1) It is intellectually dishonest to mischaracterize McCain's comment. It is dishonest by Obama and many partisans to portray his comment inaccurately. Watch the video and read the transcript he was not talking about combat, but rather having a continuing presence similar to what the USA has today in Korea and Japan(60 years later) and Germany, France and other places.

2) Comparing the biz strategy of your startup company to defending and protecting the country is too big a leap. As far I know there is no one trying to kill you in the office, none of your suppliers may taint or terrorize what they ship to your office, and none of your employees may turn out to be drugged suicide bomber that will blow up you and your family? In business you may or may not do business or partner with another firm, and persuasion is a key factor. However, our foreign relations are overwhelmingly done with persuasion... but, when you have terrorist organizations and leaders that are publicly committed to kill you, destroy all Western interest, and wipe Israel off the map it is different.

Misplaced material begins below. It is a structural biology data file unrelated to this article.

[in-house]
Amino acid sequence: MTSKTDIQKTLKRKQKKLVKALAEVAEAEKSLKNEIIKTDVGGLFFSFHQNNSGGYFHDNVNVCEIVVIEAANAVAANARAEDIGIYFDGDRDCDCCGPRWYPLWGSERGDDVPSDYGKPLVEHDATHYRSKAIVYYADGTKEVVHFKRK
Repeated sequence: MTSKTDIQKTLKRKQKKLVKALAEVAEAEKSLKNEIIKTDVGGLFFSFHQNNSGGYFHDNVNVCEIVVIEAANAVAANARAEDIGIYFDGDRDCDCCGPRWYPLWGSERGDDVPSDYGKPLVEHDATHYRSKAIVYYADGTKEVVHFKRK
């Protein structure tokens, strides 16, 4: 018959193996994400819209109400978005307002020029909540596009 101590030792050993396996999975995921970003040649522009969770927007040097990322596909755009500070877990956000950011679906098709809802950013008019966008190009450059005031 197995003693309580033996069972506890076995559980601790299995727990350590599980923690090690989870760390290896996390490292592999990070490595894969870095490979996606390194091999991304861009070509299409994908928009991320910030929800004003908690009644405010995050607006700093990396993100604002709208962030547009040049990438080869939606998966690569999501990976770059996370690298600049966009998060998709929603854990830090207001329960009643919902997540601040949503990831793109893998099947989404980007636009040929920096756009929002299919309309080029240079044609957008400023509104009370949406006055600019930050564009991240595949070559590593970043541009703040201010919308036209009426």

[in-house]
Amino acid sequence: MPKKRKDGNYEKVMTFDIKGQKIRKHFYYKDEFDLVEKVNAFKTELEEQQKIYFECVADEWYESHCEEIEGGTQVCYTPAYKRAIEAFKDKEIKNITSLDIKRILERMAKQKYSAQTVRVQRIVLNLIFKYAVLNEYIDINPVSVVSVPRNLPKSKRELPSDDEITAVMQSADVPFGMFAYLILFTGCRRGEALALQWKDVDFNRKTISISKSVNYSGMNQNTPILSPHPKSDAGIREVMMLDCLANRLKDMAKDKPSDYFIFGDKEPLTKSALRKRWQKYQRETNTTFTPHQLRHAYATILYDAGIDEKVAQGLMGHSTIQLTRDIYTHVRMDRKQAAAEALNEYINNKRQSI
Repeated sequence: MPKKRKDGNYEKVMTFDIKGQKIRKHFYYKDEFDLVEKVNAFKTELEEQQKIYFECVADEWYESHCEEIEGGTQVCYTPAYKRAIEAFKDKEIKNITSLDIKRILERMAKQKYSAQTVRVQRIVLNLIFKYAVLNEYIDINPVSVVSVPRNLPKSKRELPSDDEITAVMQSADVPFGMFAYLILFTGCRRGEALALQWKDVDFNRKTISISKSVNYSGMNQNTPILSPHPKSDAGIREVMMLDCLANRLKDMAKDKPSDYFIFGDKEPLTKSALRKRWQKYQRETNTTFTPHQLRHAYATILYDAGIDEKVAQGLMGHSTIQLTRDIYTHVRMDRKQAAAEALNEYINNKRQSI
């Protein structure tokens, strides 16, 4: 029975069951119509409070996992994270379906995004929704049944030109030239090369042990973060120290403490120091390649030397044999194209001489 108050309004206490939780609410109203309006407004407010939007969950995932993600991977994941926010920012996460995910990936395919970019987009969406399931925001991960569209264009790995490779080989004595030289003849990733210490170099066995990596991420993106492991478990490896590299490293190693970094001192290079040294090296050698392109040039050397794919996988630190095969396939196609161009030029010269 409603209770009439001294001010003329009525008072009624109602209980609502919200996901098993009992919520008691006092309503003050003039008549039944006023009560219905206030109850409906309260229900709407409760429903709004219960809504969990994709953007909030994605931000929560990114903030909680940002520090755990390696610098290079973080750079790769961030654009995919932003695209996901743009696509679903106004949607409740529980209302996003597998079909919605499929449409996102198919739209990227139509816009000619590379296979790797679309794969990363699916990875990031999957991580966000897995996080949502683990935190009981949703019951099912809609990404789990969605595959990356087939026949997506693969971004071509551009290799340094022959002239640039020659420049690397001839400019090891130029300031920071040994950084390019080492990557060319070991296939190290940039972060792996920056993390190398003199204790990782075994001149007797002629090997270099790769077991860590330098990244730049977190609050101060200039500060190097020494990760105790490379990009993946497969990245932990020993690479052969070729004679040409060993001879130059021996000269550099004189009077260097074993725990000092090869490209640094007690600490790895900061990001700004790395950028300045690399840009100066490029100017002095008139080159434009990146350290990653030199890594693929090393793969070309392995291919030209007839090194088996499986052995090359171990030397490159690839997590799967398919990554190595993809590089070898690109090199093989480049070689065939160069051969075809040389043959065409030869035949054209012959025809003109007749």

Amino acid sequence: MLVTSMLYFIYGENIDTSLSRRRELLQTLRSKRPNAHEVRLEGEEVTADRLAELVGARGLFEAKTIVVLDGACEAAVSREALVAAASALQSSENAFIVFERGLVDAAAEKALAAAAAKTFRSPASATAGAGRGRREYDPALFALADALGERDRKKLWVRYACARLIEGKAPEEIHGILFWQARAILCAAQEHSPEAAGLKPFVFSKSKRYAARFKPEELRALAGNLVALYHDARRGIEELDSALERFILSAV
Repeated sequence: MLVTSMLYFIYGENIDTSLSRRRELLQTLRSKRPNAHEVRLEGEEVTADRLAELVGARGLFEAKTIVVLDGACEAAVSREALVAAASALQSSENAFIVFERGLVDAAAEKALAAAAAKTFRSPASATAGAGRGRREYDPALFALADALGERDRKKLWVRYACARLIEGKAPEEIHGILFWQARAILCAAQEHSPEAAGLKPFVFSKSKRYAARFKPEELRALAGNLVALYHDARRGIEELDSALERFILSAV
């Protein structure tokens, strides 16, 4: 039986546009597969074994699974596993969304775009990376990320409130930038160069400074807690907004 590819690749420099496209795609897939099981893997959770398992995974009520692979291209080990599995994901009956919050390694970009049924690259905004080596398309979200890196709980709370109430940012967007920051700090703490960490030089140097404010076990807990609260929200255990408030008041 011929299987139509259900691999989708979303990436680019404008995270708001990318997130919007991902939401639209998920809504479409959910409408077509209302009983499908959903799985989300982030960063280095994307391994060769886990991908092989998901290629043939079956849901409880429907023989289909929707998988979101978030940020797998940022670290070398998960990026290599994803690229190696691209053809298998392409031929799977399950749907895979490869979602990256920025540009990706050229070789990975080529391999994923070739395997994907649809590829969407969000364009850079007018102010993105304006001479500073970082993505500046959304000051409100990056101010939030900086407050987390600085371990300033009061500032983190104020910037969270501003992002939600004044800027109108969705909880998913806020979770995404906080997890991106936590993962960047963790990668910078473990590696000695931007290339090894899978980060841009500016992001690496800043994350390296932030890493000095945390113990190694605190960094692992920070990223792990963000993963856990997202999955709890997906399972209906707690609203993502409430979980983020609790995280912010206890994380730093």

With stakes so high, you need to have someone who has the experience and legitimacy to run the executive branch government.

Are you supporting Ralph Nader or Obama?

Certainly, a first term US Senator, i.e. 0bama, with no track record of building coalitions will fail. See Mass. Gov. Deval Patrick as most recent example. Plus, he started his political career at the home of a terrorist that actually killed US citizens(including a Boston cop). His including Rev. Wright as his spiritual advisor is troubling since it speaks to his lack of judgement. I am sorry but persuasion is not calling someone a "typical white person" as Obama did recently, or condescending language to others.